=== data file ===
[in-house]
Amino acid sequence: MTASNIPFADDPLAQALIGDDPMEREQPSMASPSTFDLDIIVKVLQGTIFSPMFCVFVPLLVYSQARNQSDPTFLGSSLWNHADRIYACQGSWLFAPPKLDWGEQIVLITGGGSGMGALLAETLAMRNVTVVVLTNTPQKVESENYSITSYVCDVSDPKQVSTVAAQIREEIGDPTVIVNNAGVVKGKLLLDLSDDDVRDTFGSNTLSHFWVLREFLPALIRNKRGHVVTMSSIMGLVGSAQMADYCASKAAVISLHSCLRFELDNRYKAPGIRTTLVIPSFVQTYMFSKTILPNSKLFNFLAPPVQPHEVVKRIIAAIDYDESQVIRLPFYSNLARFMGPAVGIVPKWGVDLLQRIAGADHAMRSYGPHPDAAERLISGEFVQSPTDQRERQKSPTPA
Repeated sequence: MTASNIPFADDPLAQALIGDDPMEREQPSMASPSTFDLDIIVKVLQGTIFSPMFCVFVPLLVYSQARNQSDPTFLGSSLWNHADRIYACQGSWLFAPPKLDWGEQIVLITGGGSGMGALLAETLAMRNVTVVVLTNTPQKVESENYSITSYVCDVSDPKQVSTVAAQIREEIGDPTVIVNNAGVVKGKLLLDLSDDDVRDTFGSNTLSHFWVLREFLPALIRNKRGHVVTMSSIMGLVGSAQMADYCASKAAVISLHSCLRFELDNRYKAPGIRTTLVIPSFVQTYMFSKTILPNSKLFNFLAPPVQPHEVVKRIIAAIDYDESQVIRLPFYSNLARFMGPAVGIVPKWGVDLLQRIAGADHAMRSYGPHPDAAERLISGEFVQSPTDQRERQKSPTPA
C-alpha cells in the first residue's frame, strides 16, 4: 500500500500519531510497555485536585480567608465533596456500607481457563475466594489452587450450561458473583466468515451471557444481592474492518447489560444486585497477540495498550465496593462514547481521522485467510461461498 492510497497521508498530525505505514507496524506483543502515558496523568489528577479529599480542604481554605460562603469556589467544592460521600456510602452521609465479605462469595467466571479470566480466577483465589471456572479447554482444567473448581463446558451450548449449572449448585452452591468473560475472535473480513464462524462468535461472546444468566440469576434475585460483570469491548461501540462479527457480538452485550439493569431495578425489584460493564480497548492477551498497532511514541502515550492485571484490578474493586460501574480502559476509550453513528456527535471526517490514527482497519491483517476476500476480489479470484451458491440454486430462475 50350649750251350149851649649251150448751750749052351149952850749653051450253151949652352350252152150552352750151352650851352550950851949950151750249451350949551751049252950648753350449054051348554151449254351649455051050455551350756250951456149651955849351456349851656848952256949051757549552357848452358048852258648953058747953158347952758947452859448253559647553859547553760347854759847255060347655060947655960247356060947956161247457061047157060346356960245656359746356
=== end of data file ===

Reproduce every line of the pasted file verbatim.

[in-house]
Amino acid sequence: MTASNIPFADDPLAQALIGDDPMEREQPSMASPSTFDLDIIVKVLQGTIFSPMFCVFVPLLVYSQARNQSDPTFLGSSLWNHADRIYACQGSWLFAPPKLDWGEQIVLITGGGSGMGALLAETLAMRNVTVVVLTNTPQKVESENYSITSYVCDVSDPKQVSTVAAQIREEIGDPTVIVNNAGVVKGKLLLDLSDDDVRDTFGSNTLSHFWVLREFLPALIRNKRGHVVTMSSIMGLVGSAQMADYCASKAAVISLHSCLRFELDNRYKAPGIRTTLVIPSFVQTYMFSKTILPNSKLFNFLAPPVQPHEVVKRIIAAIDYDESQVIRLPFYSNLARFMGPAVGIVPKWGVDLLQRIAGADHAMRSYGPHPDAAERLISGEFVQSPTDQRERQKSPTPA
Repeated sequence: MTASNIPFADDPLAQALIGDDPMEREQPSMASPSTFDLDIIVKVLQGTIFSPMFCVFVPLLVYSQARNQSDPTFLGSSLWNHADRIYACQGSWLFAPPKLDWGEQIVLITGGGSGMGALLAETLAMRNVTVVVLTNTPQKVESENYSITSYVCDVSDPKQVSTVAAQIREEIGDPTVIVNNAGVVKGKLLLDLSDDDVRDTFGSNTLSHFWVLREFLPALIRNKRGHVVTMSSIMGLVGSAQMADYCASKAAVISLHSCLRFELDNRYKAPGIRTTLVIPSFVQTYMFSKTILPNSKLFNFLAPPVQPHEVVKRIIAAIDYDESQVIRLPFYSNLARFMGPAVGIVPKWGVDLLQRIAGADHAMRSYGPHPDAAERLISGEFVQSPTDQRERQKSPTPA
C-alpha cells in the first residue's frame, strides 16, 4: 500500500500519531510497555485536585480567608465533596456500607481457563475466594489452587450450561458473583466468515451471557444481592474492518447489560444486585497477540495498550465496593462514547481521522485467510461461498 492510497497521508498530525505505514507496524506483543502515558496523568489528577479529599480542604481554605460562603469556589467544592460521600456510602452521609465479605462469595467466571479470566480466577483465589471456572479447554482444567473448581463446558451450548449449572449448585452452591468473560475472535473480513464462524462468535461472546444468566440469576434475585460483570469491548461501540462479527457480538452485550439493569431495578425489584460493564480497548492477551498497532511514541502515550492485571484490578474493586460501574480502559476509550453513528456527535471526517490514527482497519491483517476476500476480489479470484451458491440454486430462475 50350649750251350149851649649251150448751750749052351149952850749653051450253151949652352350252152150552352750151352650851352550950851949950151750249451350949551751049252950648753350449054051348554151449254351649455051050455551350756250951456149651955849351456349851656848952256949051757549552357848452358048852258648953058747953158347952758947452859448253559647553859547553760347854759847255060347655060947655960247356060947956161247457061047157060346356960245656359746356